If someone has a reasonable task to go investigate then split them(or a number of people) off. I would suggest not to debug with everyone together in the same group. Often conclusions or information one group finds will impact the results of the other and they will influence each other’s decisions. Sometimes this can be positive but in the heat of a fire event miscommunications can be common or terse and what someone meant in one discovery may not mean what someone else thought.

Choose options that narrow the funnel, or eliminate possibilities

This is somewhat of an antipattern itself but start eliminating possibilities. If a hypothesis is made what data would you need to prove it true or false? Choose quick and easy ones first. Weight away from a load balancer, terminate a host, rollback. As an example, restoring a database to see what data looked like before the incident may likely take considerable amount of time and narrow the funnel but may take hours.

Always think about the next steps

It can be easy to run down a lead and think, “This is it, let’s wait to see what happens”. More times than not the incident won’t be resolved and you’ll have to move on to the next thing. If there are people available to help that are also waiting, have them start on the next thing.

Listen to everyone

Many incidents I have been a part of a junior or new member of the team had good ideas that should have been pursued earlier. Often, assumptions the senior experts have made from their experience on the existing systems can overlook other points of failure. Junior or new folks can be unbiased on these and provide fresh perspectives and sometimes can be hesitant to speak up.

Don’t over analyze

If you’ve got a good reasonable idea, just go for it. Just don’t forget peer review and communication.


But a few technical items specific to being able to test assumptions quickly

If there was a recent deploy, revert it immediately and without question

This assumes you have an easy way to revert to the previous code in production. Why? Just eliminate the variable of new code introduced. It is one less thing to need to debug. If things return to normal, you now can look deeper at the changes, if they don’t there’s a good chance something else is going wrong. It’s not surefire, but this helps eliminate variables. Pushing back against reverting code is a bit of an antipattern when it comes to speed of recovery, but can make sense if your system is not designed to do this.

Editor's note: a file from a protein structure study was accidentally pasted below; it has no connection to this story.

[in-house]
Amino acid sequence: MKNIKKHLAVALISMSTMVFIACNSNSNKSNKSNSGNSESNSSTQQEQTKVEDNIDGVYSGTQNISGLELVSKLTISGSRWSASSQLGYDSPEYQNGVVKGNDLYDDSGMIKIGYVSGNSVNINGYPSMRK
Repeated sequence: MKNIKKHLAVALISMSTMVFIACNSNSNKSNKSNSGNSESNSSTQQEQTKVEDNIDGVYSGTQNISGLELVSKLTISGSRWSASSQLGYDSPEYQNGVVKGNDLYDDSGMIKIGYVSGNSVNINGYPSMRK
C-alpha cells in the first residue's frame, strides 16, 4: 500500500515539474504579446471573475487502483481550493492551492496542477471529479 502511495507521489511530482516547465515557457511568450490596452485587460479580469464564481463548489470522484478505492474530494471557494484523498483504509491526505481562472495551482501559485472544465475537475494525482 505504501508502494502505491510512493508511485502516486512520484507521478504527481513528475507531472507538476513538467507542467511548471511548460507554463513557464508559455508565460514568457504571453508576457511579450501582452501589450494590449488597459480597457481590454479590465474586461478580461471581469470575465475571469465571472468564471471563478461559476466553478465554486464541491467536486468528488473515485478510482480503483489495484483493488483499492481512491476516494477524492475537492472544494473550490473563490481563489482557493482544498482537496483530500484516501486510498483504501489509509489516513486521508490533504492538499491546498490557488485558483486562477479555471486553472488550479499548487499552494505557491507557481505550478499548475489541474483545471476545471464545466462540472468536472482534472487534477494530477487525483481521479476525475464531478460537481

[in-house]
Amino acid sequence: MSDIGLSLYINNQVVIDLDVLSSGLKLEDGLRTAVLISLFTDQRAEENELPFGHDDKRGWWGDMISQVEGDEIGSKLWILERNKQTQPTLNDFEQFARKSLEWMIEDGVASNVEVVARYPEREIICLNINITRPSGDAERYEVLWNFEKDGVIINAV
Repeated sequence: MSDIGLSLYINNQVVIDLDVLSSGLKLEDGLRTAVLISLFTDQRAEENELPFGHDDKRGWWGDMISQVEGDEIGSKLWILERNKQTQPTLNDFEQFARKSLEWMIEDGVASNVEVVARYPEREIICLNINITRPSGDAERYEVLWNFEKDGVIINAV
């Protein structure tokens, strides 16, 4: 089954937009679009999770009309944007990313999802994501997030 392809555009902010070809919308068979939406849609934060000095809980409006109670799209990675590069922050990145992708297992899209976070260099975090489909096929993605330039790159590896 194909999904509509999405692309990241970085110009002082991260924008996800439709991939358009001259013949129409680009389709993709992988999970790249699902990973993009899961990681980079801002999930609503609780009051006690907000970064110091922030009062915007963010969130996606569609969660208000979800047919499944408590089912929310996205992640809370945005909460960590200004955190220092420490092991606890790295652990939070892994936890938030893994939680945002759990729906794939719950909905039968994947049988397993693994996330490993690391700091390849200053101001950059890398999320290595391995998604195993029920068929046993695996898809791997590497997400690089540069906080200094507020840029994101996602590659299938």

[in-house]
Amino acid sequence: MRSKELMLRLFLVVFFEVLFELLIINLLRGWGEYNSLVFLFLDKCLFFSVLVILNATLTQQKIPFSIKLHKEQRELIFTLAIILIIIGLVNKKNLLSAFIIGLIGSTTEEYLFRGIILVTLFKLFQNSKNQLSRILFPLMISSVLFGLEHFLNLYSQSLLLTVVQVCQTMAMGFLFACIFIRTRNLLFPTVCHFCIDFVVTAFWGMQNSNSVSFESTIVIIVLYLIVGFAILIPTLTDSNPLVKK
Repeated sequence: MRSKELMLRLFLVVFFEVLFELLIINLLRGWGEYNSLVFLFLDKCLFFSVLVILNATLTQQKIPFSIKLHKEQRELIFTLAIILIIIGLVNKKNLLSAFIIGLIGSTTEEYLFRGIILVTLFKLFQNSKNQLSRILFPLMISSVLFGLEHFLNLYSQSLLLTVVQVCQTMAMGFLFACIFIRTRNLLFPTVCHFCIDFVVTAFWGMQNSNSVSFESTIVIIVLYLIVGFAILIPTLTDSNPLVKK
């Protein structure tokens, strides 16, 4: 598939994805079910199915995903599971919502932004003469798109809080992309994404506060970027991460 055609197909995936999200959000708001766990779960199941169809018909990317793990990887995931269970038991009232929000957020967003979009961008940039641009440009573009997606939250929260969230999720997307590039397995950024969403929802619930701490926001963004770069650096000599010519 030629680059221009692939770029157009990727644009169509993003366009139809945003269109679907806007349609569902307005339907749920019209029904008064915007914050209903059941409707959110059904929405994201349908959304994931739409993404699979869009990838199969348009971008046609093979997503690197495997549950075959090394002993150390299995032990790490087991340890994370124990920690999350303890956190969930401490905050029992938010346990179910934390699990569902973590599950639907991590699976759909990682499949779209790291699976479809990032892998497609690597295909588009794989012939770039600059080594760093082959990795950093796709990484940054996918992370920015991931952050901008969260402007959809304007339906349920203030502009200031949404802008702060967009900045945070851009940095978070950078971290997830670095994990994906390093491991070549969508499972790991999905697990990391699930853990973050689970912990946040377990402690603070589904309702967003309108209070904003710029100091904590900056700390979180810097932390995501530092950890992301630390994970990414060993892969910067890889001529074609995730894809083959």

Have a safe way to debug in production

This could mean enabling some debug mode on a single or subset of hosts, or sending 1% of traffic to a testing fleet with a different build, etc

Have tunables for your app, and quick deploys

However you are deciding to make changes, be able to do it quickly and check the results.

Make adding log lines or events or metrics dead simple

Often a single event or log line or instrumenting a new event could help prove or disprove a theory. The ability to add and deploy these sorts of changes quickly, easily and safely is critical.

Have a readily available, easy to test environment

Testing in production at large scale safely is important, but sometimes you need to do deeper validation. If you don’t have a place to test it and can’t spin up something quickly then validating these changes will likely take significantly longer than they need to.

Ship what works for you

There’s a lot to unfold here and incidents that span hours may feel like minutes and it can be hard to develop good habits. Having a lot of incidents? Just pick one thing that might work for you or your organization and try to integrate it. You don’t need to do all of these to be successful and there may be some that are not right for your organization. Do what works for you.